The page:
Finally we can conclude that NSAIDs such as Diclofenac-Na, Asprin, celecoxib could increase the H. pylori eradication rate. In this study, if we had a larger sample size our findings might be significant. We suggest that further studies should be established to evaluate the effect of NSAIDs on H. pylori eradication but sample size and treatment duration should to be considered and we also recommend to use RUT for follow ups in H. pylori eradication.

 
  References Top

1.
Steininger S, Pelz C, Vogelmann R. Purpose of recently detected inhibitory domain of the Helicobacter pylori protein CagA. Gut Microbes 2011;2:167-72.  Back to cited text no. 1
    
2.
Taghvaei T, Talebi Bezmin Abadi A, Ghasemzadeh A, Naderi BK, Mohabbati Mobarez A. Prevalence of horB gene among the Helicobacter pylori strains isolated from dyspeptic patients: First report from Iran. Intern Emerg Med 2012;7:505-8.  Back to cited text no. 2
    
3.
Shimizu T, Akamatsu T, Sugiyama A, Ota H, Katsuyama T. Helicobacter pylori and the surface mucous gel layer of the human stomach. Helicobacter 1996;1:207-18.  Back to cited text no. 3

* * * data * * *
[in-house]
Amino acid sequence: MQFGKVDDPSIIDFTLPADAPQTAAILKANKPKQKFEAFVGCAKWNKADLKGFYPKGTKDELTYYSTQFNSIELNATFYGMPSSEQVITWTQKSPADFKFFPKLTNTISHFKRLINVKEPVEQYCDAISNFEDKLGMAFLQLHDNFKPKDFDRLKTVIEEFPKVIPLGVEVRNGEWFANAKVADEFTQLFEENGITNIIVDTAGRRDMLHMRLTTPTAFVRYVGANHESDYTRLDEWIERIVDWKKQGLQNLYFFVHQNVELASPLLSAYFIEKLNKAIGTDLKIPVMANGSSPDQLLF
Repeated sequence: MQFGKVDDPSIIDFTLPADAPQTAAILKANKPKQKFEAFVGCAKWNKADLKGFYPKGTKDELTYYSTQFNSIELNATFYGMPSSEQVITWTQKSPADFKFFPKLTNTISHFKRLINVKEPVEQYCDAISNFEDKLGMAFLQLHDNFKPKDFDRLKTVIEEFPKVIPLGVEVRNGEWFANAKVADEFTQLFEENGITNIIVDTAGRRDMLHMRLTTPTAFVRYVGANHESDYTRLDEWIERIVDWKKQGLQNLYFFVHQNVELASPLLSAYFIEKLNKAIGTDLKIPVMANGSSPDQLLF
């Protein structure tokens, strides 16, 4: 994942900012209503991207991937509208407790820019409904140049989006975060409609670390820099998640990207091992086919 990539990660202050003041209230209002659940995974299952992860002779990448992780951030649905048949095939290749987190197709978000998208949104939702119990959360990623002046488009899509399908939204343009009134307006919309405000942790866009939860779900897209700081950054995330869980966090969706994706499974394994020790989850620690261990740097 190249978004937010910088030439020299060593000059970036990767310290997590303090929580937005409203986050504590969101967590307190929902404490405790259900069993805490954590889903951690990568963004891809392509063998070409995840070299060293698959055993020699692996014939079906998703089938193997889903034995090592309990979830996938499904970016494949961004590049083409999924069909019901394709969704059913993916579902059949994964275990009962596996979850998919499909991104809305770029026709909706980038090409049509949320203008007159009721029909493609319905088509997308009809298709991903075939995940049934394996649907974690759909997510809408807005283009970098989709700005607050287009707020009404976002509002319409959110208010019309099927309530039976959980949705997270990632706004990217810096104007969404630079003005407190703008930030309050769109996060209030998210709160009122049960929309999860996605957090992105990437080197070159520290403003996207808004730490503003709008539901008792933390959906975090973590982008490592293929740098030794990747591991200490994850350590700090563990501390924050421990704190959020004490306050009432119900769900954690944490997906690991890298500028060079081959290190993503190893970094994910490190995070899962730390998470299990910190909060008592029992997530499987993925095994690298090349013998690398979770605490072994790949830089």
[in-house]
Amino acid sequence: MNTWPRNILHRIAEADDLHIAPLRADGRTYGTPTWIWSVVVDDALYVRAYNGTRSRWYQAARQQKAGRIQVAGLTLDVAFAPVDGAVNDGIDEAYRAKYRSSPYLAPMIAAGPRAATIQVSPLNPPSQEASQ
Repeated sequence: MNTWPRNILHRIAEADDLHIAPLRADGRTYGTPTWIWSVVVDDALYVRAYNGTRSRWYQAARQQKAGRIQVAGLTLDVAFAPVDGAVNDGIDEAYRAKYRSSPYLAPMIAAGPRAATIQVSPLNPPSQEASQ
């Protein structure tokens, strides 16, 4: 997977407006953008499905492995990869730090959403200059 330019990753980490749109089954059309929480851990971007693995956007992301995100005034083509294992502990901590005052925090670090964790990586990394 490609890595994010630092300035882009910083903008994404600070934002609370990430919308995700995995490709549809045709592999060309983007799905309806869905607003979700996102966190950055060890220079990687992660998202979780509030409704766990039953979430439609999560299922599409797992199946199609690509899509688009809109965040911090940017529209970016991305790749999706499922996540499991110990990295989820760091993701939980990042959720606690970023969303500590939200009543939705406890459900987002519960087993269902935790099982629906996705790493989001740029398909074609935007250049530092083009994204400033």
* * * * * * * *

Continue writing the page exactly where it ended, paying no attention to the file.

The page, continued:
4.
Chuah SK, Tsay FW, Hsu PI, Wu DC. A new look at anti-Helicobacter pylori therapy. World J Gastroenterol 2011;17:3971-5.  Back to cited text no. 4
    
5.
Ruggiero P. Helicobacter pylori infection: What's new. Curr Opin Infect Dis 2012;25:337-44.  Back to cited text no. 5
    
6.
Selgrad M, Malfertheiner P. Treatment of Helicobacter pylori. Curr Opin Gastroenterol 2011;27:565-70.  Back to cited text no. 6
    
7.
Hu CT, Wu CC, Lin CY, Cheng CC, Su SC, Tseng YH, et al. Resistance rate to antibiotics of Helicobacter pylori isolates in eastern Taiwan. J Gastroenterol Hepatol 2007;22:720-3.  Back to cited text no. 7
    
8.
Fuccio L, Minardi ME, Zagari RM, Grilli D, Magrini N, Bazzoli F. Meta-analysis: Duration of first-line proton-pump inhibitor based triple therapy for Helicobacter pylori eradication. Ann Intern Med 2007;147:553-62.  Back to cited text no. 8
    
9.